-1

I am trying to understand the linux kernel and there is one thing that is puzzling me for quite a while. As linux is used across variety of platforms (like smartphones,desktop,supercomputers etc) and also on various architectures, so does the same kernel code is used by all or a different one and also since it includes some assembly codes so it must be architecture specific.

so do the developers in linux community apply patches to a single kernel or there are multiple versions of kernel each for different architecture and platforms?

  • Sharing your research helps everyone. Tell us what you've tried and why it didn’t meet your needs. This demonstrates that you’ve taken the time to try to help yourself, it saves us from reiterating obvious answers, and most of all it helps you get a more specific and relevant answer. Also see How to Ask – gnat Dec 2 '13 at 8:12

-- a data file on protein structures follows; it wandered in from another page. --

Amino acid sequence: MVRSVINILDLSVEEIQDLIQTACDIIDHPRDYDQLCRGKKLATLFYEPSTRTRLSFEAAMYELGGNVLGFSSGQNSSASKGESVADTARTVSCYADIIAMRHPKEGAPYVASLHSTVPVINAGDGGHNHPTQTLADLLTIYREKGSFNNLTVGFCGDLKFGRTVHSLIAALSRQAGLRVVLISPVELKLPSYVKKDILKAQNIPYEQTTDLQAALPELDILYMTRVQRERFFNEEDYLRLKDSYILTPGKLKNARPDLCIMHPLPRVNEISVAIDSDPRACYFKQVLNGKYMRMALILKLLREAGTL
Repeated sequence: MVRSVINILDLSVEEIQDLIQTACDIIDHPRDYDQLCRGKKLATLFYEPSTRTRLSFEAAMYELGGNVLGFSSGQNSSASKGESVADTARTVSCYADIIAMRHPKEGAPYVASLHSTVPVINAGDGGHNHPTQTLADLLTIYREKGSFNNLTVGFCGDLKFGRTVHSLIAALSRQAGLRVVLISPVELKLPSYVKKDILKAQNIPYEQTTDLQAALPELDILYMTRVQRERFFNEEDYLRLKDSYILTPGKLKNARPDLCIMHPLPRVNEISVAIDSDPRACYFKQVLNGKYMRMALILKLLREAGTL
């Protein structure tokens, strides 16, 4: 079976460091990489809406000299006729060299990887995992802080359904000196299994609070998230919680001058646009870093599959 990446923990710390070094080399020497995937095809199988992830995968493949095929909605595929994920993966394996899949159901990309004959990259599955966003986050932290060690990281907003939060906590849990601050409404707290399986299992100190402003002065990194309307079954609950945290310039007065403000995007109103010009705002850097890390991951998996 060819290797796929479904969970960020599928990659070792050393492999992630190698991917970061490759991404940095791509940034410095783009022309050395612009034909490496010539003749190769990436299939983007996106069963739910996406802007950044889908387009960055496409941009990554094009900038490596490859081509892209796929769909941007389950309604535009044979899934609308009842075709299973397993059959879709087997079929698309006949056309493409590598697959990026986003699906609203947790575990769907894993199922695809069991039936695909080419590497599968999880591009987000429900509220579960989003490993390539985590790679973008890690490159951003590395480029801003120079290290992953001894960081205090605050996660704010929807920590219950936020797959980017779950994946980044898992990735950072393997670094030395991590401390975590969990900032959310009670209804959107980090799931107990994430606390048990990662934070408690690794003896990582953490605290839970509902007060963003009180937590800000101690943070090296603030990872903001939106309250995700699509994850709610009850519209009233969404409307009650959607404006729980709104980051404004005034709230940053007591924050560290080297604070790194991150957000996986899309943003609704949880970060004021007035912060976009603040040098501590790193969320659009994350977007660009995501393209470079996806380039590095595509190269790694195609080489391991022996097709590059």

• 1
    The kernel source code is one big integrated repository. When compiling a kernel, you specify which architecture it's for, and various bits of code for hardware-specific tasks get included and excluded. That includes all of the inline assembly code, of course. – Kilian Foth Dec 2 '13 at 8:42
  • You could just look at the source code to see how it's done – James Dec 2 '13 at 22:24
4

Actually, the assembly parts and the other architecture specific parts are pretty small.

Very little code is actually assembly, mostly parts dealing with the very early booting process.

A little bit more code is platform-specific code, but it's still relatively little compared to the huge majority of code that's pretty platform-independent.

General framework, schedulers, most drivers and many other parts are platform-independent C code that just use the thin platform-dependent layer to actually access the hardware.

So there is a single Linux git repository that holds the code for (almost) architectures that Linux runs on.

Your Answer

By clicking “Post Your Answer”, you agree to our terms of service, privacy policy and cookie policy

Not the answer you're looking for? Browse other questions tagged or ask your own question.